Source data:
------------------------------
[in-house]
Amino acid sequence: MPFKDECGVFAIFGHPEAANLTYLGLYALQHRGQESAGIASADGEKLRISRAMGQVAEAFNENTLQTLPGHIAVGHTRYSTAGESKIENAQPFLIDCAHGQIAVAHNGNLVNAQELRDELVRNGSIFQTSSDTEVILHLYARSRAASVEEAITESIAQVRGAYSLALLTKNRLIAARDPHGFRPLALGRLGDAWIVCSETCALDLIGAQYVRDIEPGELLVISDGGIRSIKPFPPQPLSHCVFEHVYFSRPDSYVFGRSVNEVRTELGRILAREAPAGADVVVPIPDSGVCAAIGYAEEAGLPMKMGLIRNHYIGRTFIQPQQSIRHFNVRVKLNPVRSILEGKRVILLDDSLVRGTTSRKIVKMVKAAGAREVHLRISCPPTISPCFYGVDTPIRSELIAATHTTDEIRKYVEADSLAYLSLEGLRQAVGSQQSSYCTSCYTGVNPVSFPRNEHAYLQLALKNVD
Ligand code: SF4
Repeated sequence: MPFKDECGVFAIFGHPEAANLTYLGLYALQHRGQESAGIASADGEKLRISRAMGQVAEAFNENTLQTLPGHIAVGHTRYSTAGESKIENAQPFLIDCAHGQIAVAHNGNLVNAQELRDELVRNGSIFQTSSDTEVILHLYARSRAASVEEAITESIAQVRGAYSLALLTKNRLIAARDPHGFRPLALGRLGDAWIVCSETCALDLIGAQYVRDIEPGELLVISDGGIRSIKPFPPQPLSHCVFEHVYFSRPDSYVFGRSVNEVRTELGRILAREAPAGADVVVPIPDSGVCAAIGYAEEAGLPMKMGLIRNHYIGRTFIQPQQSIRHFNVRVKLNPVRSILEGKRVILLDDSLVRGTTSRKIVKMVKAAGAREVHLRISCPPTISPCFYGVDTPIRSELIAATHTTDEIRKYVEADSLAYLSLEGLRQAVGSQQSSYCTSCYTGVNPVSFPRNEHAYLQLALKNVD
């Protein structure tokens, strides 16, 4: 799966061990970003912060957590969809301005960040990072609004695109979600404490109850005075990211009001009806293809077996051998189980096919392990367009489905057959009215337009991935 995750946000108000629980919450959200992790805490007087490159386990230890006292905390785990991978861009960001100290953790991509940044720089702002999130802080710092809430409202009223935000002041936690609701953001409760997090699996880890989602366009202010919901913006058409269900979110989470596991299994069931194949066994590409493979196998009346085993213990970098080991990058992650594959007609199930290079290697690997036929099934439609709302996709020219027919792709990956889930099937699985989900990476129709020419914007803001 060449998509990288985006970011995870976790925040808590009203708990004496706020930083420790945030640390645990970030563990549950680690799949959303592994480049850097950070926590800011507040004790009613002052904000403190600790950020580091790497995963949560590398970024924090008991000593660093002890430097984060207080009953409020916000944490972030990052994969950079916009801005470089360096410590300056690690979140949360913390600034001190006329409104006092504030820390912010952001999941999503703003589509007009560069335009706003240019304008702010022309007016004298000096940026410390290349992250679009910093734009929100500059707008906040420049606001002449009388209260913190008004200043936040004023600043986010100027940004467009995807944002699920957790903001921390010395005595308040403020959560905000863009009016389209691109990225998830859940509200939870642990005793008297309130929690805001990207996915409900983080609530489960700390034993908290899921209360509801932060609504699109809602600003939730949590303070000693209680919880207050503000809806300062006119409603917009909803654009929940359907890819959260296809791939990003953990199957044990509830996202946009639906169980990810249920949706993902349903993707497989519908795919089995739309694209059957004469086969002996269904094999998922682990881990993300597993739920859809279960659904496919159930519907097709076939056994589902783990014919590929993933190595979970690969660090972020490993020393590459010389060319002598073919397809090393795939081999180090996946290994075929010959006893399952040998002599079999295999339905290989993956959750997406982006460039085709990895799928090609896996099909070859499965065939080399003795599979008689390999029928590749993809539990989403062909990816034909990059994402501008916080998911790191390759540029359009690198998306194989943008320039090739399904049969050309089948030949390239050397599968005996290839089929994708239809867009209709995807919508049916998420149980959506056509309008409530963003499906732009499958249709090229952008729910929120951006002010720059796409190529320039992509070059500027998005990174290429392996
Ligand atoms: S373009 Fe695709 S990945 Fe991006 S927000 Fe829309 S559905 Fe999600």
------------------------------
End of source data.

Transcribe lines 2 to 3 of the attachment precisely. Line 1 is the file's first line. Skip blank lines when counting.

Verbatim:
Amino acid sequence: MPFKDECGVFAIFGHPEAANLTYLGLYALQHRGQESAGIASADGEKLRISRAMGQVAEAFNENTLQTLPGHIAVGHTRYSTAGESKIENAQPFLIDCAHGQIAVAHNGNLVNAQELRDELVRNGSIFQTSSDTEVILHLYARSRAASVEEAITESIAQVRGAYSLALLTKNRLIAARDPHGFRPLALGRLGDAWIVCSETCALDLIGAQYVRDIEPGELLVISDGGIRSIKPFPPQPLSHCVFEHVYFSRPDSYVFGRSVNEVRTELGRILAREAPAGADVVVPIPDSGVCAAIGYAEEAGLPMKMGLIRNHYIGRTFIQPQQSIRHFNVRVKLNPVRSILEGKRVILLDDSLVRGTTSRKIVKMVKAAGAREVHLRISCPPTISPCFYGVDTPIRSELIAATHTTDEIRKYVEADSLAYLSLEGLRQAVGSQQSSYCTSCYTGVNPVSFPRNEHAYLQLALKNVD
Ligand code: SF4